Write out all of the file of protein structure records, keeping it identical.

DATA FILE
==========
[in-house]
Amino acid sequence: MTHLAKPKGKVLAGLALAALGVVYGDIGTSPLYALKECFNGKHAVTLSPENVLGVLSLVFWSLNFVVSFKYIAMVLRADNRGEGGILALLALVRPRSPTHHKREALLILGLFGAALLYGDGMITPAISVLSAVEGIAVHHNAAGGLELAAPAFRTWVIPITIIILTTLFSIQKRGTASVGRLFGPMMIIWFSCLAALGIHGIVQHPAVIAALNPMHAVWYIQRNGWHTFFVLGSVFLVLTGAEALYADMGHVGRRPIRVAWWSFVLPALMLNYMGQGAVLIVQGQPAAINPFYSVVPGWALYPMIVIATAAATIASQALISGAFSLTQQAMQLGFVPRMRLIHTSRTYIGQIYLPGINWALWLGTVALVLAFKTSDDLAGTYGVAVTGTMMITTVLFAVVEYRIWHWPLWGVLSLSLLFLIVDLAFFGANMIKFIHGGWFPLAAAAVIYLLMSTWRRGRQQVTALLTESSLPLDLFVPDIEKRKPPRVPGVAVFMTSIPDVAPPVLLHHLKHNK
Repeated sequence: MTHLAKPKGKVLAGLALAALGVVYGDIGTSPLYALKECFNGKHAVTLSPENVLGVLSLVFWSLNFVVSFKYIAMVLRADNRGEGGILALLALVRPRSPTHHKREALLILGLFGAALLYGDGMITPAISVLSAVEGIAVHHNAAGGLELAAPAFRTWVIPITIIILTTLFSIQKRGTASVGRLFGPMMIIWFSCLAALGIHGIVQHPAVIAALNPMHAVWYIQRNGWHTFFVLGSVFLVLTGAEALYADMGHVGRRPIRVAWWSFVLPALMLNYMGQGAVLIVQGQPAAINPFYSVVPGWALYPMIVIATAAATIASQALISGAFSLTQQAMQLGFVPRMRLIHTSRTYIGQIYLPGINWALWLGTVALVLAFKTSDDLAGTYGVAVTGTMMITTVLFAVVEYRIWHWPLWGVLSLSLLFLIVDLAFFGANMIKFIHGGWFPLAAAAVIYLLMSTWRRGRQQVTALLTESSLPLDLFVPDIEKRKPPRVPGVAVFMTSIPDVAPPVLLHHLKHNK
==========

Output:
[in-house]
Amino acid sequence: MTHLAKPKGKVLAGLALAALGVVYGDIGTSPLYALKECFNGKHAVTLSPENVLGVLSLVFWSLNFVVSFKYIAMVLRADNRGEGGILALLALVRPRSPTHHKREALLILGLFGAALLYGDGMITPAISVLSAVEGIAVHHNAAGGLELAAPAFRTWVIPITIIILTTLFSIQKRGTASVGRLFGPMMIIWFSCLAALGIHGIVQHPAVIAALNPMHAVWYIQRNGWHTFFVLGSVFLVLTGAEALYADMGHVGRRPIRVAWWSFVLPALMLNYMGQGAVLIVQGQPAAINPFYSVVPGWALYPMIVIATAAATIASQALISGAFSLTQQAMQLGFVPRMRLIHTSRTYIGQIYLPGINWALWLGTVALVLAFKTSDDLAGTYGVAVTGTMMITTVLFAVVEYRIWHWPLWGVLSLSLLFLIVDLAFFGANMIKFIHGGWFPLAAAAVIYLLMSTWRRGRQQVTALLTESSLPLDLFVPDIEKRKPPRVPGVAVFMTSIPDVAPPVLLHHLKHNK
Repeated sequence: MTHLAKPKGKVLAGLALAALGVVYGDIGTSPLYALKECFNGKHAVTLSPENVLGVLSLVFWSLNFVVSFKYIAMVLRADNRGEGGILALLALVRPRSPTHHKREALLILGLFGAALLYGDGMITPAISVLSAVEGIAVHHNAAGGLELAAPAFRTWVIPITIIILTTLFSIQKRGTASVGRLFGPMMIIWFSCLAALGIHGIVQHPAVIAALNPMHAVWYIQRNGWHTFFVLGSVFLVLTGAEALYADMGHVGRRPIRVAWWSFVLPALMLNYMGQGAVLIVQGQPAAINPFYSVVPGWALYPMIVIATAAATIASQALISGAFSLTQQAMQLGFVPRMRLIHTSRTYIGQIYLPGINWALWLGTVALVLAFKTSDDLAGTYGVAVTGTMMITTVLFAVVEYRIWHWPLWGVLSLSLLFLIVDLAFFGANMIKFIHGGWFPLAAAAVIYLLMSTWRRGRQQVTALLTESSLPLDLFVPDIEKRKPPRVPGVAVFMTSIPDVAPPVLLHHLKHNK